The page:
D: On each floor? Four.
G: When you say the inside apartments were the one bedrooms...?
D: Yes. So the only windows you had were at the front and back. You didn't have
any on the sides.
G: What did the kitchen come equipped with?
D: All it had was a sink and stove, and then we rented a refrigerator. It cost us $5 a
month. Our total rent was $27.50 a month including the refrigerator.
G: Who did you rent the refrigerator from?
D: It was through the Flavet co-op.
G: That was located in Flavet Three?
G: What other things could you have rented from that co-op? Was it just
D: That=s all I was aware of.
G: Was electricity included?
D: No, it was not. Electricity was paid to the city.
G: Were there any other optional amenities you could pay for to get in your unit?
D: No, if you wanted to bring in a window fan or a window air conditioner, you could,
but that would be at your expense.
G: You all didn't have a window AC, did you?
G: It seems like that window unit might blow out the electricity for the building. I
read over a copy of one of the lease agreements that states that electricity was
provided in rent in Flavet One. That probably changed.
D: Yes. [In] the early days, they went through a lot rougher time in Flavet getting
things situated than when we did back in 1951. They had ironed out a lot of the
problems that they had when [the G.I.=s] first came back.
G: You stated that you washed your clothes at the laundromat there and you dried
them. You didn't have to use any clotheslines?
D: We had clotheslines if we wanted them.
G: Did you have things such as a waffle iron or a coffee percolator?
D: We had a percolator.
G: What about a fan?
D: We had a couple of fans.
G: Did the residents aid in the maintenance of any of these buildings?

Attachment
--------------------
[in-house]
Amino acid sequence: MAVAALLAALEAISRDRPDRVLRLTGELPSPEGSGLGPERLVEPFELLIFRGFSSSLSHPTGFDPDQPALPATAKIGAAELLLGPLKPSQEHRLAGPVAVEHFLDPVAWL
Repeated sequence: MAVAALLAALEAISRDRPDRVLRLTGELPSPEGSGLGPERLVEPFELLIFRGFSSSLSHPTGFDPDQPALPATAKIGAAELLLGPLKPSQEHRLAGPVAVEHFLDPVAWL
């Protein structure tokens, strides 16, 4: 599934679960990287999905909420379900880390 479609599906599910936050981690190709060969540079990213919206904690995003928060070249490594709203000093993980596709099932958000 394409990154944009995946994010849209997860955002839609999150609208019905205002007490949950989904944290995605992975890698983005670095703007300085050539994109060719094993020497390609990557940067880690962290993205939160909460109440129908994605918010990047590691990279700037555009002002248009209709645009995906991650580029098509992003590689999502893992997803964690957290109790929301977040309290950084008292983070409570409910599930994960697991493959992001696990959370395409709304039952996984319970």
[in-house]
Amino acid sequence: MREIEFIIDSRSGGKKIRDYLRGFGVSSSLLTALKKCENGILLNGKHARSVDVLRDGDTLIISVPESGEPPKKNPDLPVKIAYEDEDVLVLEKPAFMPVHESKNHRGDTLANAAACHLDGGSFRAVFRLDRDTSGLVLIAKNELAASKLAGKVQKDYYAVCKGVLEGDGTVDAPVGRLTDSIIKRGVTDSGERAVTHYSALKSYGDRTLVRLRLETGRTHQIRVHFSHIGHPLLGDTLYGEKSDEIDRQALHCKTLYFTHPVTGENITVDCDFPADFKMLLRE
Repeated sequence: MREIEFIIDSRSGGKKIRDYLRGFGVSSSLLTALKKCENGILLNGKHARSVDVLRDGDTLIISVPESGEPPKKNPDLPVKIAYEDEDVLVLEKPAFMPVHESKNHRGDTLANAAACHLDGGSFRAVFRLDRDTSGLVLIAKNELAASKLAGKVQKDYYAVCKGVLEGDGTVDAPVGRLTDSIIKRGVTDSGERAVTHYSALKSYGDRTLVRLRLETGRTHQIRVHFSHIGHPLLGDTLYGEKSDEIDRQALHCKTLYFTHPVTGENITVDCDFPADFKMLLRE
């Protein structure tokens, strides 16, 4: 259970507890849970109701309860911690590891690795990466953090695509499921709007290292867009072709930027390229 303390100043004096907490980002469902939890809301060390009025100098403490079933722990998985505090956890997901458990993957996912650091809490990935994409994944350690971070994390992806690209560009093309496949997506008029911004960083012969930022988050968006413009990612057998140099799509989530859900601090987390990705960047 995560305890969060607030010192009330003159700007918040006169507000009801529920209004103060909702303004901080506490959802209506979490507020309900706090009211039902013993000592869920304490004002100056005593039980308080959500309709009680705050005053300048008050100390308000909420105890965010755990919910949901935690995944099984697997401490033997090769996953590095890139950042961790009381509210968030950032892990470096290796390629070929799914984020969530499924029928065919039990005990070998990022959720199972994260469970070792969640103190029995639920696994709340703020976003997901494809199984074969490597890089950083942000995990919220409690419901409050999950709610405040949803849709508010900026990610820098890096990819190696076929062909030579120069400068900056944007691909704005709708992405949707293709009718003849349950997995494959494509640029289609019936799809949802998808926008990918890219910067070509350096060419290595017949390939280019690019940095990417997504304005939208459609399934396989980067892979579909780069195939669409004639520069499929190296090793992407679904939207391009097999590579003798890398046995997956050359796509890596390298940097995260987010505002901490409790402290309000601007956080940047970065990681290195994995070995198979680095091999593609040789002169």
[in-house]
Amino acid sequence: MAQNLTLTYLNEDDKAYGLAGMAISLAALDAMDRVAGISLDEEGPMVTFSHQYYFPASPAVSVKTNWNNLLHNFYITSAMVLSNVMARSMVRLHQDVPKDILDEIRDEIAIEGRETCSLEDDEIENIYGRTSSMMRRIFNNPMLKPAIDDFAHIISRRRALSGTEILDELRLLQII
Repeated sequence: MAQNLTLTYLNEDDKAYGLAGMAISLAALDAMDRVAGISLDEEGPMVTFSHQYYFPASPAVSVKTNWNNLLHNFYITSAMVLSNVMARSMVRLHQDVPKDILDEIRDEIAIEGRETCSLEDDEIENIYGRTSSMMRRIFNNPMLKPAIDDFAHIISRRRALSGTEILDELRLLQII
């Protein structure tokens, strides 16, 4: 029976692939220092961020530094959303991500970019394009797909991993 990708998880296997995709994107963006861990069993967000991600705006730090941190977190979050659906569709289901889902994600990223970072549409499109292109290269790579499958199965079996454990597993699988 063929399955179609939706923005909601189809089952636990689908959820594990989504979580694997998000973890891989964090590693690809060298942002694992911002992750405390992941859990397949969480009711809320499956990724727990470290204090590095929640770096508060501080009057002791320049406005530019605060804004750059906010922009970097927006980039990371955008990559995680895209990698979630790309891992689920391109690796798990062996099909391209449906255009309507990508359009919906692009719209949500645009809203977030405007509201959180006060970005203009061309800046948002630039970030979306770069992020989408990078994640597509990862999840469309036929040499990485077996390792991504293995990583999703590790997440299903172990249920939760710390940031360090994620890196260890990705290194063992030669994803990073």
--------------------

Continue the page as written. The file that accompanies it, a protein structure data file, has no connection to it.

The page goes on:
D: Some of them, I think, worked on a volunteer basis. Then some of them were
paid. We usually had to paint it ourselves.
G: They would give you the paint.
G: Would they give you the rollers and the brushes and everything?
G: Were there any other kinds of things, like could you work on your yard or plant a
D: Yes. You could plant flowers. We had a few flowers out front. Not much,
because you didn't have much [yard area].
G: Was there any place you could go if you wanted to plant a garden for yourself?
D: Not that I was aware of, but they have had them over near Lake Alice, but not in
G: Were you allowed to have pets?
G: Will you describe the social life at Flavet Village?
D: Very limited for us, because Ken worked, I worked, and he was in school. Most
of our social activities revolved around either the fraternity, the ballgames, and
there were a couple of couples we were friends with. The people who had
children did a lot more socializing than we did. There were a number of people
that had children. They were outside [more. Some] mothers were home during
the day with the children. For us, it wasn=t that much socialization.
G: What fraternity was it that you socialized with?
D: Alpha Gamma Rho, agricultural fraternity.
G: Did you know anyone in the Village before you moved in?
G: Did you find that, when you moved in, that most of the other residents had a